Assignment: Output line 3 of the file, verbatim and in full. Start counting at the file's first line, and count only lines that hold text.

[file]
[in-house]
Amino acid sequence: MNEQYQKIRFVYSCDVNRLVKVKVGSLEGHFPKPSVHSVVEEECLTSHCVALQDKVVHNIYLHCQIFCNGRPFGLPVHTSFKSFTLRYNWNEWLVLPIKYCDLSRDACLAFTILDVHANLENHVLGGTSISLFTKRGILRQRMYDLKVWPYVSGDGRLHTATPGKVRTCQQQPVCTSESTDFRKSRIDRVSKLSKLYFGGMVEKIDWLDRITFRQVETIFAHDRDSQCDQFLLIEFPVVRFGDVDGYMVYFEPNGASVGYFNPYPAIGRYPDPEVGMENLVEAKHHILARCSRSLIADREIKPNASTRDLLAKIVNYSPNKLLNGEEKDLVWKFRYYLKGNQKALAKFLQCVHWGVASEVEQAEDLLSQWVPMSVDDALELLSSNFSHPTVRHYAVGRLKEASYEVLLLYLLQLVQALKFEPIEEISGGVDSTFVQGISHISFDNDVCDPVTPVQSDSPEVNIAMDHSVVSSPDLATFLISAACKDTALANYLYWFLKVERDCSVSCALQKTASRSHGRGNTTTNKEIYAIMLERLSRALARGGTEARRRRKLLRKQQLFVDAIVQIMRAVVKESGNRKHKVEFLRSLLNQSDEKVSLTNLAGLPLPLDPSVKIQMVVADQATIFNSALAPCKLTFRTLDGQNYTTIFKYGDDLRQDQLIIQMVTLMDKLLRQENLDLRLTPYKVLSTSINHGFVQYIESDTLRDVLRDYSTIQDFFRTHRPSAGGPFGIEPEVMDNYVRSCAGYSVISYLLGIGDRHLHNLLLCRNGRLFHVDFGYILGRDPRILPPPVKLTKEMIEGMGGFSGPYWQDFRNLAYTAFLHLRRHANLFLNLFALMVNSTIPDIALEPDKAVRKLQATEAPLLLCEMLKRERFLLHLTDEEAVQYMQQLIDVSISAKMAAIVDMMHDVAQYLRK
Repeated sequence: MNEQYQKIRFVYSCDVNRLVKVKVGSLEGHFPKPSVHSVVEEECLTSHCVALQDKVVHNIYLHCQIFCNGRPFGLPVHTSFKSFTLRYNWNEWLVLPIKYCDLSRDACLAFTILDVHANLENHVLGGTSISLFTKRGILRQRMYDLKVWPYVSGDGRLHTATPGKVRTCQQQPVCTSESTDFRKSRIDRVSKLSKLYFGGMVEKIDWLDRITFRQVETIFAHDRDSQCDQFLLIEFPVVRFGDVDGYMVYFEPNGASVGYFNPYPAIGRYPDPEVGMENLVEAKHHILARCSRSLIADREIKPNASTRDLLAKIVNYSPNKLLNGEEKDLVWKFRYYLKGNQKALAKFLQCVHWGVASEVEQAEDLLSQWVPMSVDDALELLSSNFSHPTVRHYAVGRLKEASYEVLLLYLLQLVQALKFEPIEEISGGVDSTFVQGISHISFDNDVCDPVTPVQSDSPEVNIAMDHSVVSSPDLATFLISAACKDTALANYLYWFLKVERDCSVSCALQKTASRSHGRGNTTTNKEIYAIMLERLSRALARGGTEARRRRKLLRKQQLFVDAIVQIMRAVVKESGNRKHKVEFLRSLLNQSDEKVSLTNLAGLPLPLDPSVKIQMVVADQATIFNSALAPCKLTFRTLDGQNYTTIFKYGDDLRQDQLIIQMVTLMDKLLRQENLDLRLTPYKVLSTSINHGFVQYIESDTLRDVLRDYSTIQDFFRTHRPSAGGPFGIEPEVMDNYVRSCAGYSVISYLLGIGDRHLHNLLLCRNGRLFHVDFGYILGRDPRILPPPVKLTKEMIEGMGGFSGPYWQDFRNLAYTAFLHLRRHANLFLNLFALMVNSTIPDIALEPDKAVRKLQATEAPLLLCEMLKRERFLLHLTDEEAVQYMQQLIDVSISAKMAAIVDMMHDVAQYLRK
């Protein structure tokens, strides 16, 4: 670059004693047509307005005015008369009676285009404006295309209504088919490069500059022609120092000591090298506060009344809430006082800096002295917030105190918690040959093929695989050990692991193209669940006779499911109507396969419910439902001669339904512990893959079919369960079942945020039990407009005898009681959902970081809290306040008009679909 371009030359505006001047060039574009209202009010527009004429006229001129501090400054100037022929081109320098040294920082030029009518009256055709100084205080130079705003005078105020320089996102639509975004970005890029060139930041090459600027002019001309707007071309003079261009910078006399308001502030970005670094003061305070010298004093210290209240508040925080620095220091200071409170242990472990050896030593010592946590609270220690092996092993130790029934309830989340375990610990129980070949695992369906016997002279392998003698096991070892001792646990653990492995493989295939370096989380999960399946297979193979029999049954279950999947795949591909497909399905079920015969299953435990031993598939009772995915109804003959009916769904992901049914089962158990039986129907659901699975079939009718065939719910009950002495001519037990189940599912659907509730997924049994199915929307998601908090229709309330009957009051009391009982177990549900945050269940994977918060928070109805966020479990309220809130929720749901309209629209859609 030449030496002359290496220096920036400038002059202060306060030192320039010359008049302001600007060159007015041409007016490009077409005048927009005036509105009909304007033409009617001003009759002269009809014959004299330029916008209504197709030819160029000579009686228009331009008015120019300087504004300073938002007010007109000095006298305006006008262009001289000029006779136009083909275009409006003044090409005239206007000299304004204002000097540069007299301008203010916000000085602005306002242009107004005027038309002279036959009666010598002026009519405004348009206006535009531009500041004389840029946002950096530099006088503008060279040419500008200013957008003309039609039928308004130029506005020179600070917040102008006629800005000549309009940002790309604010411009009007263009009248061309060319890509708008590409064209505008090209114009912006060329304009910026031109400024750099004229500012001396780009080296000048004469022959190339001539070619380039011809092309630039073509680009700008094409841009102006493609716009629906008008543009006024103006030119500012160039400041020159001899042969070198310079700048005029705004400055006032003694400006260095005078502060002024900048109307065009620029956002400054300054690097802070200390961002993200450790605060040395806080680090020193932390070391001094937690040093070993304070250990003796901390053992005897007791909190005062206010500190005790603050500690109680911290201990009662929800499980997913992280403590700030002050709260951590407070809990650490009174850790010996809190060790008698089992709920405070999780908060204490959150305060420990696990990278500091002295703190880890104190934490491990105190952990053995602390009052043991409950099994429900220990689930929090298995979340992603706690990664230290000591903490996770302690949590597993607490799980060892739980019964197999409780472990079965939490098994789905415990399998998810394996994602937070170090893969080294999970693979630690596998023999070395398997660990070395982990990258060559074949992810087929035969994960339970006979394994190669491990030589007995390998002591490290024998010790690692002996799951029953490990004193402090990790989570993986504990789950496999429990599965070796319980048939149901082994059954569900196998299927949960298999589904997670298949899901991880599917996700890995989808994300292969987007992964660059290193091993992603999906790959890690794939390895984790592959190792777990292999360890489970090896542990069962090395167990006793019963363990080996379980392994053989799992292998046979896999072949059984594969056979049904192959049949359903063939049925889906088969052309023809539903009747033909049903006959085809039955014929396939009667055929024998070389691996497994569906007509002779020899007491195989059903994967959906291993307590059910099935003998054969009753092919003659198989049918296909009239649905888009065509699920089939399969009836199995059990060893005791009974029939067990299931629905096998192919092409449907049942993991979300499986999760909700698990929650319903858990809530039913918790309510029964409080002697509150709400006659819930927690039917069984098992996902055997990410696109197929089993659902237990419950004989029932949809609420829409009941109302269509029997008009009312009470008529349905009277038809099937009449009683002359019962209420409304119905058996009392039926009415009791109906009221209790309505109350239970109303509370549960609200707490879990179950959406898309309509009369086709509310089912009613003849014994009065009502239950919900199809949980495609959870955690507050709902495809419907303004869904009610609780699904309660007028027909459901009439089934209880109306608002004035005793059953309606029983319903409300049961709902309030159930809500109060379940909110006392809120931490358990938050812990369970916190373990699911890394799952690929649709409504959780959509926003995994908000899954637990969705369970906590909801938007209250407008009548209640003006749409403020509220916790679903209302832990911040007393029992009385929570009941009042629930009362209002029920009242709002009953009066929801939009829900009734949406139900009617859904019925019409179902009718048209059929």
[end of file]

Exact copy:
Repeated sequence: MNEQYQKIRFVYSCDVNRLVKVKVGSLEGHFPKPSVHSVVEEECLTSHCVALQDKVVHNIYLHCQIFCNGRPFGLPVHTSFKSFTLRYNWNEWLVLPIKYCDLSRDACLAFTILDVHANLENHVLGGTSISLFTKRGILRQRMYDLKVWPYVSGDGRLHTATPGKVRTCQQQPVCTSESTDFRKSRIDRVSKLSKLYFGGMVEKIDWLDRITFRQVETIFAHDRDSQCDQFLLIEFPVVRFGDVDGYMVYFEPNGASVGYFNPYPAIGRYPDPEVGMENLVEAKHHILARCSRSLIADREIKPNASTRDLLAKIVNYSPNKLLNGEEKDLVWKFRYYLKGNQKALAKFLQCVHWGVASEVEQAEDLLSQWVPMSVDDALELLSSNFSHPTVRHYAVGRLKEASYEVLLLYLLQLVQALKFEPIEEISGGVDSTFVQGISHISFDNDVCDPVTPVQSDSPEVNIAMDHSVVSSPDLATFLISAACKDTALANYLYWFLKVERDCSVSCALQKTASRSHGRGNTTTNKEIYAIMLERLSRALARGGTEARRRRKLLRKQQLFVDAIVQIMRAVVKESGNRKHKVEFLRSLLNQSDEKVSLTNLAGLPLPLDPSVKIQMVVADQATIFNSALAPCKLTFRTLDGQNYTTIFKYGDDLRQDQLIIQMVTLMDKLLRQENLDLRLTPYKVLSTSINHGFVQYIESDTLRDVLRDYSTIQDFFRTHRPSAGGPFGIEPEVMDNYVRSCAGYSVISYLLGIGDRHLHNLLLCRNGRLFHVDFGYILGRDPRILPPPVKLTKEMIEGMGGFSGPYWQDFRNLAYTAFLHLRRHANLFLNLFALMVNSTIPDIALEPDKAVRKLQATEAPLLLCEMLKRERFLLHLTDEEAVQYMQQLIDVSISAKMAAIVDMMHDVAQYLRK